Whether it’s in your coffee, cereal, dessert bowl, cheese sandwich, or straight up in a chilled glass, most Americans consume milk in some form on a pretty regular basis. But with a glut of cheap white stuff on the market, farmers have reportedly spilled some 43 million gallons of milk through just the first eight months of 2016.
According to the Wall Street Journal analysis of USDA data, that’s significantly more than farmers have dumped during this same eight-month window in any year going back to 2000.
The glut of milk in the U.S. is a result, reports the Journal, of a reaction to industry shortages in 2014, which brought about record high prices for dairy. But now the price of milk is down around 36% off that high of two years ago, and some farmers say they can’t afford to truck away their excess.
The head of the Michigan Milk Producers Association says the farmer-owned co-op had to dump some of its excess in a lagoon of manure because it couldn’t find anyone to haul it to Wisconsin.
Meanwhile, the USDA this week committed to buying $20 million in surplus cheese, as farmers and the dairy industry look for other ways to sell or donate their milk, like the 83,000 gallons the Michigan co-op gave away to a food bank.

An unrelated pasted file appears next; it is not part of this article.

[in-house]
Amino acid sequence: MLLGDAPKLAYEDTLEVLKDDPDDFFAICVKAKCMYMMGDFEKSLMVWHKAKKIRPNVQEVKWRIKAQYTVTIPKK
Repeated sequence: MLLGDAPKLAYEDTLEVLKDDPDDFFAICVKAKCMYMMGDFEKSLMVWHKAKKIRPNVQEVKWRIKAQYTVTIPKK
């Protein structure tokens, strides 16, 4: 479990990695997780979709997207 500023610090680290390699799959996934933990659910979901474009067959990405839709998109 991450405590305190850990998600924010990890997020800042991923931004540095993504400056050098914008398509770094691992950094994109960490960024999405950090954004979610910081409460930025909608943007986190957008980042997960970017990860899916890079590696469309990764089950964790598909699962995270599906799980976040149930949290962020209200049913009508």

Dairy Management Inc. is effectively an industry marketing firm that spends a lot of money convincing food producers to use more milk products, and to come up with new and different ways to incorporate dairy into their foods. The organization, whose work is largely funded by a self-imposed tax on dairy producers, has previously made headlines for spending millions to convince chains like Taco Bell and Domino’s to cheese-up their menus.
According to the Journal, as a milk glut loomed on the horizon, DMI set to working its magic, getting McDonald’s to replace margarine with butter in Sept. 2015. That change alone will eat up 600 million pounds of butter a year, reports the Journal.
DMI’s $30 million investment in these sorts of products may have helped, with commercial use of cheese and butter up 4% so far this year.
Today’s news comes on the heels of a $52 million settlement with the nation’s biggest dairy farmers over a now-shuttered industry practice known as “Herd Retirement.”
That program, which was operated by a group called Cooperatives Working Together (CWT), allowed farmers to bid on selling their herds of dairy cows to CWT. The industry painted the program as a way to help with “preserving family farms” and preventing “farmers from financial ruin due to unstable economic conditions,” but plaintiffs in the lawsuit accused the dairy farmers of slaughtering cows as a protection against low dairy prices.
by Chris Morran via Consumerist